Restrictions on forestry won't help the state's diseased bats
Share with others:
In her Nov. 26, Perspectives piece ("Pa. Is Failing to Act to Halt Extinction"), Mollie Matteson fails to disclose that any restrictions on forestry or other tree removals will make little difference to Pennsylvania's bat species that are being devastated by white nose syndrome, as this fungal-based disease is killing the bats in great numbers during their period of cave hibernation. There is no research to suggest that white nose syndrome or its spread is linked to forestry activities.
Moreover, the "limiting some logging" being advocated and described by the author could actually include a widespread moratorium on any tree removals from April through November and other year-round forestry restrictions across vast portions of the commonwealth. Adding these restrictions to existing limitations on forestry would indeed cripple the state's logging, lumber and paper production businesses and jeopardize the jobs of tens of thousands of Pennsylvanians.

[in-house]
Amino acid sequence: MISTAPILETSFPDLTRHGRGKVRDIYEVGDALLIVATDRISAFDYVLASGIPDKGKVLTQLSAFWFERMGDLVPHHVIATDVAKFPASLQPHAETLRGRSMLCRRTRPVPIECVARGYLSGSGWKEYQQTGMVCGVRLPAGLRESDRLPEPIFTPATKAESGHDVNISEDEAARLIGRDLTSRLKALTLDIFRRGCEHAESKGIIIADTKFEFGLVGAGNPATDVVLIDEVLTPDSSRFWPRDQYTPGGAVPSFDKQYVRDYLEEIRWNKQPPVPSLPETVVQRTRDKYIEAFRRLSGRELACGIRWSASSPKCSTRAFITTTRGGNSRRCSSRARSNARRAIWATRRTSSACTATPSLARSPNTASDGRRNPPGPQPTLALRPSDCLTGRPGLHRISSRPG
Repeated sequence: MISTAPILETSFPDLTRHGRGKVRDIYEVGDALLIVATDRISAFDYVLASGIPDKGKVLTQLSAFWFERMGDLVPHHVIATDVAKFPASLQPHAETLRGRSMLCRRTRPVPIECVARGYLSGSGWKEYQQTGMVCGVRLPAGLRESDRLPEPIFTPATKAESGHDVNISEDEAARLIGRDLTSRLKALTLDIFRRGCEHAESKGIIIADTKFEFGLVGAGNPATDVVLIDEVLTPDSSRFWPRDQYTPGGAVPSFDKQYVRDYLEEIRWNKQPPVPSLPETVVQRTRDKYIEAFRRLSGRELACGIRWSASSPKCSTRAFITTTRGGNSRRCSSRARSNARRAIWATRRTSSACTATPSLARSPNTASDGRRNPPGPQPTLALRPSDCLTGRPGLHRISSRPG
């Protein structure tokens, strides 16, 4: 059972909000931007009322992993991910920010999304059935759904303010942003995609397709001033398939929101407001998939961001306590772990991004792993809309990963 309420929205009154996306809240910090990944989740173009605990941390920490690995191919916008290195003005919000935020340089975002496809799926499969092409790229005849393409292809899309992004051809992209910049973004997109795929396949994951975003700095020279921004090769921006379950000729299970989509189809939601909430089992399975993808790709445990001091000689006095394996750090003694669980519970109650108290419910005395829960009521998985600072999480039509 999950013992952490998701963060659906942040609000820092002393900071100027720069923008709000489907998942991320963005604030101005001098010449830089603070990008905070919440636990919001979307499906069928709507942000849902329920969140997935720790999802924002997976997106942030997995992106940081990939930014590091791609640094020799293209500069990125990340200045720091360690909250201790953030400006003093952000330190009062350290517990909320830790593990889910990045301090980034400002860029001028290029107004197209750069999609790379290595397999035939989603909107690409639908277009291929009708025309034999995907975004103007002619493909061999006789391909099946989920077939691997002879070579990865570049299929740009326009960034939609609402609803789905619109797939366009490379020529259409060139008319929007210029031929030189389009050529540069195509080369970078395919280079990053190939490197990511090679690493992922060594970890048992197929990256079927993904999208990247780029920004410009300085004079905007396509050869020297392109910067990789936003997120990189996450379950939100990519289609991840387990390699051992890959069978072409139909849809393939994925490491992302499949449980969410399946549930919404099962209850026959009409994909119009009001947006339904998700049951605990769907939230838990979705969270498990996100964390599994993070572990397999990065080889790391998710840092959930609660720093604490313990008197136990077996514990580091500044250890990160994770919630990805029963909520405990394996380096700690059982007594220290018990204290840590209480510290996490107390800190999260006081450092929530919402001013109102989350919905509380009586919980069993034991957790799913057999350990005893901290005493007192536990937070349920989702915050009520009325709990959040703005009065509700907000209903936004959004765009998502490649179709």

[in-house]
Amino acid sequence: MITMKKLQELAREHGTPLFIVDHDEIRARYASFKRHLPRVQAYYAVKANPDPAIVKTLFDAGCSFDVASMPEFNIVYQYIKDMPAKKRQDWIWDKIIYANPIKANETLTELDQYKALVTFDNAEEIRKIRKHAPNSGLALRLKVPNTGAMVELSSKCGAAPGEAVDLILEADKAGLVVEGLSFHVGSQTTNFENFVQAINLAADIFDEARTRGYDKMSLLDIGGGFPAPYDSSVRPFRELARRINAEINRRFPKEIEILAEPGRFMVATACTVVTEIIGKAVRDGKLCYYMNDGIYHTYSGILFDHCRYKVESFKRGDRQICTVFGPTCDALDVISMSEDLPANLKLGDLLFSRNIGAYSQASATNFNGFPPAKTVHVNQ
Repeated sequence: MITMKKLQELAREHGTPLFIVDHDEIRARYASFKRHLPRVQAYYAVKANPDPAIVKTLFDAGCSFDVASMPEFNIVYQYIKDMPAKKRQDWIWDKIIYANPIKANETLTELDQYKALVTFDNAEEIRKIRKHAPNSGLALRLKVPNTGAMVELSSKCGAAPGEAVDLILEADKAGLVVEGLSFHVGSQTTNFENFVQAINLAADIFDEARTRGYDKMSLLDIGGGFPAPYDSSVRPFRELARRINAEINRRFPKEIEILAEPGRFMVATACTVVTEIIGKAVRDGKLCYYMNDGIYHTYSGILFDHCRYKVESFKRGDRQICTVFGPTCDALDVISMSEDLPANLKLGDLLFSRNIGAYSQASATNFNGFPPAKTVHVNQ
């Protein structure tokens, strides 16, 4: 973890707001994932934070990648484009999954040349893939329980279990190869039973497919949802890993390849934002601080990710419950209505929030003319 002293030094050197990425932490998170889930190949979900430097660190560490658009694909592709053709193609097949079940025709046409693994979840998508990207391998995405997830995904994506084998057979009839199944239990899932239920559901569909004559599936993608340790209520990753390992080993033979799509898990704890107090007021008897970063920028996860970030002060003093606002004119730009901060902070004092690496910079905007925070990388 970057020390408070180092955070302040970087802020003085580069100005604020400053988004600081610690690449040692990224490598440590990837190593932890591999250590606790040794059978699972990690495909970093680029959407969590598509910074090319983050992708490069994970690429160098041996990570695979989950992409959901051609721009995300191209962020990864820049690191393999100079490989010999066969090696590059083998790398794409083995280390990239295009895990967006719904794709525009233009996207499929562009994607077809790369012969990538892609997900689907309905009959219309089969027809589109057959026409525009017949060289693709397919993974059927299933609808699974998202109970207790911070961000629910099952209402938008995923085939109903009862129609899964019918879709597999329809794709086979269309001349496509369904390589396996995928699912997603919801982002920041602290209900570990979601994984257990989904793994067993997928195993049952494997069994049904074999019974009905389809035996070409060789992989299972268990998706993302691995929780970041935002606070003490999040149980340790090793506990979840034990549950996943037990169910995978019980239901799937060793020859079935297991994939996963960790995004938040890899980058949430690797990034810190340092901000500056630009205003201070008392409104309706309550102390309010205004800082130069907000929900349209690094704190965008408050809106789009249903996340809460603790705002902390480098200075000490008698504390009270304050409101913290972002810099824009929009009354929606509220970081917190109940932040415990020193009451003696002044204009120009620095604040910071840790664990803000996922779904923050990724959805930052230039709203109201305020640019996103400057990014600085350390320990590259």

White nose syndrome is a serious threat that does need to be addressed. Rather than seeking to score political points by attacking the game commission and demonizing certain industries, it would be more productive if the author and her organization worked with those same groups and others on the cause, prevention and treatment of the disease that is actually killing the bats.
A good start would be a call for more aggressive closing of caves to recreational exploration to prevent further unintentional spread of the fungus and white nose syndrome.
The writer is executive director of the Pennsylvania Forest Products Association.
First Published December 5, 2012 12:00 am